The following is an open letter to the Prime Minister and Deputy Prime Minister about the UK’s proposed Lobbying Bill, initiated by the Open Knowledge Foundation and signed by organisations working for greater government transparency and openness in the UK and around the world. A version of the letter was printed in today’s edition of The Independent newspaper.
For more about our position on this topic, you can read our recent blog post on the importance of lobbyist registers. For press enquiries please contact firstname.lastname@example.org.
The Lobbying Bill will be a missed opportunity for government openness unless crucial changes are made
Rt Hon David Cameron MP
Rt Hon Nick Clegg MP
Houses of Parliament
Cc: Andrew Lansley CBE MP (Leader of the House of Commons),
Francis Maude MP (Minister for the Cabinet Office),
Chloe Smith MP (Minister for Political and Constitutional Reform),
Graham Allen MP (Chair of Political and Constitutional Reform Committee).
6th September 2013
Dear Prime Minister and Deputy Prime Minister,
We, the undersigned, strongly urge government to pause and redraft the proposed Lobbying Bill so that it will provide citizens with a genuine opportunity to scrutinise the activities of lobbyists in the UK.
The current version of the lobbyist register would only cover a small fraction of active lobbyists, leaving the public in the dark about the rest of the UK’s £2 billion lobbying industry. It will also not reveal any meaningful information on their activities.
We think a decent lobbyist register – which says who is lobbying whom, what they are lobbying for and how much they are spending – should be an essential part of the UK government’s openness agenda, and a key measure to ensure that lobbying is transparent and effectively regulated.
Crucially it should not just be restricted to consultant lobbyists, but should also include in-house lobbyists, big consultancies who offer a range of services, and other entities which offer lobbying services such as think tanks.
Furthermore we think it is essential the UK’s lobbyist register is published as machine-readable open data so that its contents can be analysed, connected with other information sources, and republished.
The UK has been a pioneer in opening up its public data and has a major opportunity to be a world leader in government openness at the Open Government Partnership Summit in the UK this autumn, following on from its success in putting open data at the top of the agenda at the G8 with the Open Data Charter.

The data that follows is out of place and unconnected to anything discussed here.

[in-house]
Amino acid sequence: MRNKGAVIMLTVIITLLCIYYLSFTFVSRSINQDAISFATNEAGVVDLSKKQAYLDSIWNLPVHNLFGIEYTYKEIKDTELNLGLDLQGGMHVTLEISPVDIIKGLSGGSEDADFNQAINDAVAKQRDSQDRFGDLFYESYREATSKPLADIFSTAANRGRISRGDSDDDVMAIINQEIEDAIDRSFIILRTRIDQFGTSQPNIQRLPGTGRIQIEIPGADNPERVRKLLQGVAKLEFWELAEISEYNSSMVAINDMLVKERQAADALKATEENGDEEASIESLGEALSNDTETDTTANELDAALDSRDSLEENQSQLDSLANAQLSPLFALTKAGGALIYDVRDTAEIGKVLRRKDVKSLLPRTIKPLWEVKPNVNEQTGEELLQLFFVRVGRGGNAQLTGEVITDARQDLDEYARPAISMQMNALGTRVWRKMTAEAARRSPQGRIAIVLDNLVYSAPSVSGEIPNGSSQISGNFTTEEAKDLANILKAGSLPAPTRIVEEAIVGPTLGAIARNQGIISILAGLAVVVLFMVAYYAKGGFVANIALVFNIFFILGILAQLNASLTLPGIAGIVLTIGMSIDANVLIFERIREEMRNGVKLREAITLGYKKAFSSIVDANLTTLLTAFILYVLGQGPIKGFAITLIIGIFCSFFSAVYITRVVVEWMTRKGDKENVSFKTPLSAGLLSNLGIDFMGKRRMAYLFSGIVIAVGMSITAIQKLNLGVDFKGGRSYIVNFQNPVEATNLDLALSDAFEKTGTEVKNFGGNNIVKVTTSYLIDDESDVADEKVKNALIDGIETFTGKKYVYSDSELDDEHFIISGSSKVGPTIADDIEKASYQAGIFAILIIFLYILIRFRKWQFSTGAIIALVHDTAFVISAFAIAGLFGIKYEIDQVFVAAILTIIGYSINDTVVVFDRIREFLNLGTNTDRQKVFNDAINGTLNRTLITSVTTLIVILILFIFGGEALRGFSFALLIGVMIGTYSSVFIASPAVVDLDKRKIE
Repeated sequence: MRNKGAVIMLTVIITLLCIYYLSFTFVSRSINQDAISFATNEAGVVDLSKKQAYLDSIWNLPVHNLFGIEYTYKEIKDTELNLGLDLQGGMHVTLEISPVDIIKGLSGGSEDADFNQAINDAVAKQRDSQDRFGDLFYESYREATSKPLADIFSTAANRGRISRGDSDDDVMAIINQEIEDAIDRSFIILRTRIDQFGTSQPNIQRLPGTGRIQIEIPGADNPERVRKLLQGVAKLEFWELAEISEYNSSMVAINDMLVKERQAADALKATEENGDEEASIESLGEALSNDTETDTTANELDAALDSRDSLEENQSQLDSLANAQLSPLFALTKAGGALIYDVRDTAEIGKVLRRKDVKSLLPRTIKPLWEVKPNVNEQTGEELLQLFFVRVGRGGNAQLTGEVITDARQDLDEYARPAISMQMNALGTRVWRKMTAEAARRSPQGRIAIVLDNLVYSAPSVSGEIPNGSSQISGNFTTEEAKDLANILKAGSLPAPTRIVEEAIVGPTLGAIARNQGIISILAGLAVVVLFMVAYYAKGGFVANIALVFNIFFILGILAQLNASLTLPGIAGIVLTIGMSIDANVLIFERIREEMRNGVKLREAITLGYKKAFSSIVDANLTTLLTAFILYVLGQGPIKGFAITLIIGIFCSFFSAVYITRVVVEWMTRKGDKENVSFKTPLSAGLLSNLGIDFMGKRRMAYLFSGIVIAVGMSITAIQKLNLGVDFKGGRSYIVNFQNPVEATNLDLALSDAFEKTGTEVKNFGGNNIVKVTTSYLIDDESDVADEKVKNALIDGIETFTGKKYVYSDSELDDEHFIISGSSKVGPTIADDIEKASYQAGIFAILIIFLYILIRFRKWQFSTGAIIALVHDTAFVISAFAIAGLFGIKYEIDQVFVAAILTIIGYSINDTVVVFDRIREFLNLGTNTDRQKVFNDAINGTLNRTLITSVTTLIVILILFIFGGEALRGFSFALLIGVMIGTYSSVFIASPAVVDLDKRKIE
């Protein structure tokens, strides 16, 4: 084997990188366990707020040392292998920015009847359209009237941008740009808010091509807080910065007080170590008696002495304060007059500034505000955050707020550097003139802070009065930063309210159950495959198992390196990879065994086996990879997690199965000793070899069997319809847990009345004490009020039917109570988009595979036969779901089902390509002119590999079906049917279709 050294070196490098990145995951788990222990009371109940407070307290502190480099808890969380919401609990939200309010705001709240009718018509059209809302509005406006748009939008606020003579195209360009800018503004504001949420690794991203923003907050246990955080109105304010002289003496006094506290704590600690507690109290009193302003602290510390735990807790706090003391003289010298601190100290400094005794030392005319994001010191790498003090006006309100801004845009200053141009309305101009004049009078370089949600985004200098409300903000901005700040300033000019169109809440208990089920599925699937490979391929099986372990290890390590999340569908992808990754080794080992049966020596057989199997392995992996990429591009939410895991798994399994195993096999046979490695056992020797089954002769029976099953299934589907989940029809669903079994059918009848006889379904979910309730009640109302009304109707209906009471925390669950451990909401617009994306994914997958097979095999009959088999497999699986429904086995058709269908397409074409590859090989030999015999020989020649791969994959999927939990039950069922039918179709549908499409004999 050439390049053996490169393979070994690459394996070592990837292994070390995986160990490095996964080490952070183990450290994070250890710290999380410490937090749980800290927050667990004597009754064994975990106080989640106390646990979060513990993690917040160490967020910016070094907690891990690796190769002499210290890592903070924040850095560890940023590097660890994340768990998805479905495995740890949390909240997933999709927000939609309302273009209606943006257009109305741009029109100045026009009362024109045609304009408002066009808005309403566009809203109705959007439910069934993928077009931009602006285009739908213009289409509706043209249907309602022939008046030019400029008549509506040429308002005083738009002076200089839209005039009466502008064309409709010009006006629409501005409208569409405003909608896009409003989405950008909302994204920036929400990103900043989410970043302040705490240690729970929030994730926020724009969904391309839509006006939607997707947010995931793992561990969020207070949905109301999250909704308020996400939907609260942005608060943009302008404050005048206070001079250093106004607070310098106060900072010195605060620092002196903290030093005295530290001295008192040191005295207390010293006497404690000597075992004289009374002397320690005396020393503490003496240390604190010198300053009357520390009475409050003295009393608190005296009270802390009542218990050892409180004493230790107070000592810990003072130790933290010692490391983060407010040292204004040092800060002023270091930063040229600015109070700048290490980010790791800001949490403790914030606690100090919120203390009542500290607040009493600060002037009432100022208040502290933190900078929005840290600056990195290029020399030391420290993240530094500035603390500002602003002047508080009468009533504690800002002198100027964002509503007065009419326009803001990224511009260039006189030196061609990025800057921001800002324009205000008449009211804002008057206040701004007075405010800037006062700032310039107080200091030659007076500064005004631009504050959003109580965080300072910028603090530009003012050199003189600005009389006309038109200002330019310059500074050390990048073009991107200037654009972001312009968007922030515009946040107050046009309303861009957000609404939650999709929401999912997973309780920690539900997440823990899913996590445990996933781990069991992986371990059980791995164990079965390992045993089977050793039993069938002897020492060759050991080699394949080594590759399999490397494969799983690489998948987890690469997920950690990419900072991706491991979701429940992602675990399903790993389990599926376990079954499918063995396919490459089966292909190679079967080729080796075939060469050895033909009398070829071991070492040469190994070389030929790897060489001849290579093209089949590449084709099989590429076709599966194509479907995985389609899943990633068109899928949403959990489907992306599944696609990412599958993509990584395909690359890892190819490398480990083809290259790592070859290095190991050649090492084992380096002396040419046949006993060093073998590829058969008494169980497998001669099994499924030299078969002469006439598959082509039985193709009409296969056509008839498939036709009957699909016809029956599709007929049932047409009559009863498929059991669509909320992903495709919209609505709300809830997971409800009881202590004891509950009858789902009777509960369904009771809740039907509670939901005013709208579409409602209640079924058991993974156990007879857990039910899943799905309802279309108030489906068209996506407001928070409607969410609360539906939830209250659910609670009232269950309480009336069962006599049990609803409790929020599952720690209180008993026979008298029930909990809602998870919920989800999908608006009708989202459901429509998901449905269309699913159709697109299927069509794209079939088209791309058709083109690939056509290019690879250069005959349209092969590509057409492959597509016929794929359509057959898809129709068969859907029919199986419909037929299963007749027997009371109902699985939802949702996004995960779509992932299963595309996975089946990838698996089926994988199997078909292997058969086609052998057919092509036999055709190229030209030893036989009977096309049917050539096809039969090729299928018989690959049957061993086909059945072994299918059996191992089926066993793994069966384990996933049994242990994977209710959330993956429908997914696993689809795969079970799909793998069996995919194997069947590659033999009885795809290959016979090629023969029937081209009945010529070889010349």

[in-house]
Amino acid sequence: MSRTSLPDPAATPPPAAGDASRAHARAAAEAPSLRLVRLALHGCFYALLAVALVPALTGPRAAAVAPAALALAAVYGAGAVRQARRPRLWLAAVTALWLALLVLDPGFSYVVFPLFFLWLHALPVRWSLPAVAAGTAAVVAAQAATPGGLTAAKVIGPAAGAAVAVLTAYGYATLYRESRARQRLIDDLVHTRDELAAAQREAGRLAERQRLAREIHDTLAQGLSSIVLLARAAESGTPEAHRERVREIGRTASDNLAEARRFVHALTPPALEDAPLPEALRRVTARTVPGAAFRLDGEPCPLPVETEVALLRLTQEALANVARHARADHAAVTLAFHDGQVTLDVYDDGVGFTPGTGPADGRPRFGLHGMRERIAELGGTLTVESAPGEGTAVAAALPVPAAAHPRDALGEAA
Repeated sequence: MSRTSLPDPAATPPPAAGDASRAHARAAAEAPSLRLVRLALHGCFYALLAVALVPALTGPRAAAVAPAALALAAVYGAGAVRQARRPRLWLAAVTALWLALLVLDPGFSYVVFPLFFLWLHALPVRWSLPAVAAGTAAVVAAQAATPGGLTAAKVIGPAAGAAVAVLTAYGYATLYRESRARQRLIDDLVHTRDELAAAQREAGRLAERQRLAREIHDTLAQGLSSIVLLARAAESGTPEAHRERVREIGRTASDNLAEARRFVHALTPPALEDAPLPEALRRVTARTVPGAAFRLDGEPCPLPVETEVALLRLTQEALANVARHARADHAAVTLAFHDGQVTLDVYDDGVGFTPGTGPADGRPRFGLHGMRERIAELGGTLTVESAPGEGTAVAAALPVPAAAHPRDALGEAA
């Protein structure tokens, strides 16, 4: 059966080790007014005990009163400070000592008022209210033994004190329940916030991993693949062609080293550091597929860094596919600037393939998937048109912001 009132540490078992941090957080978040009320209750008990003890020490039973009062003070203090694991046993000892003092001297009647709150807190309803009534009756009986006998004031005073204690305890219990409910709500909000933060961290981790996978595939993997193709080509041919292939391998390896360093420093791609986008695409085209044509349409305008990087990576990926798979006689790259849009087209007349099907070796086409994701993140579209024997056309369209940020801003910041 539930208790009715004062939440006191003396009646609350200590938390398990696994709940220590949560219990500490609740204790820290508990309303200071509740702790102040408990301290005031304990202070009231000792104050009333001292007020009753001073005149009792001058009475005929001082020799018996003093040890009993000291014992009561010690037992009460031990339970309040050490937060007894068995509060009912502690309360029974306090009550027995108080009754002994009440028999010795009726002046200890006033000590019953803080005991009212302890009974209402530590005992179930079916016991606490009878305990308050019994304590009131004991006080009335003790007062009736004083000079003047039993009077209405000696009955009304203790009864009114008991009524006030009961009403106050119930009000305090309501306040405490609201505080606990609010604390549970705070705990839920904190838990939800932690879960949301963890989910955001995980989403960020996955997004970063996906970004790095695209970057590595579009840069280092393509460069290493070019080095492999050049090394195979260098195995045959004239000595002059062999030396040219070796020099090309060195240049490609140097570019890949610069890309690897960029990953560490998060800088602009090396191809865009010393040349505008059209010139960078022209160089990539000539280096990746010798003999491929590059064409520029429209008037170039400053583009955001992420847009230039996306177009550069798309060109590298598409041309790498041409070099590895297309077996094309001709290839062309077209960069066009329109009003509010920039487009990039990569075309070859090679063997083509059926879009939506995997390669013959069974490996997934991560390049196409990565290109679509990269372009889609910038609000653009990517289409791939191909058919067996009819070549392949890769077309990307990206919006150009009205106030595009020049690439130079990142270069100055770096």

However, if the Lobbying Bill goes ahead as it is without further changes, then it will be a significant missed opportunity for government openness in the UK, and a major blow to the government’s aspiration to be – in the words of the Prime Minister – “the most open and transparent government in the world”.
- Helen Darbishire, Executive Director, Access Info
- Maurice Frankel, Director, Campaign for Freedom of Information
- Fredrik Galtung, CEO and Trustee, Integrity Action
- Simon Burall, Director, Involve
- Tom Steinberg, Founder and Director, mySociety
- Chris Taggart, Co-Founder and CEO, OpenCorporates
- Gavin Starks, CEO, Open Data Institute
- Dr Rufus Pollock, Founder and CEO, Open Knowledge Foundation
- Jim Killock, Executive Director, Open Rights Group
- Tim Davies, Director, Practical Participation
- Francis Irving, CEO, ScraperWiki
- Ellen Miller, Executive Director, Sunlight Foundation
- John Christensen, Director, Tax Justice Network
- Robert Barrington, Executive Director, Transparency International UK
- Alexandra Runswick, Director, Unlock Democracy
Dr. Jonathan Gray is Lecturer in Critical Infrastructure Studies at the Department of Digital Humanities, King’s College London, where he is currently writing a book on data worlds. He is also Cofounder of the Public Data Lab; and Research Associate at the Digital Methods Initiative (University of Amsterdam) and the médialab (Sciences Po, Paris). More about his work can be found at jonathangray.org and he tweets at @jwyg.
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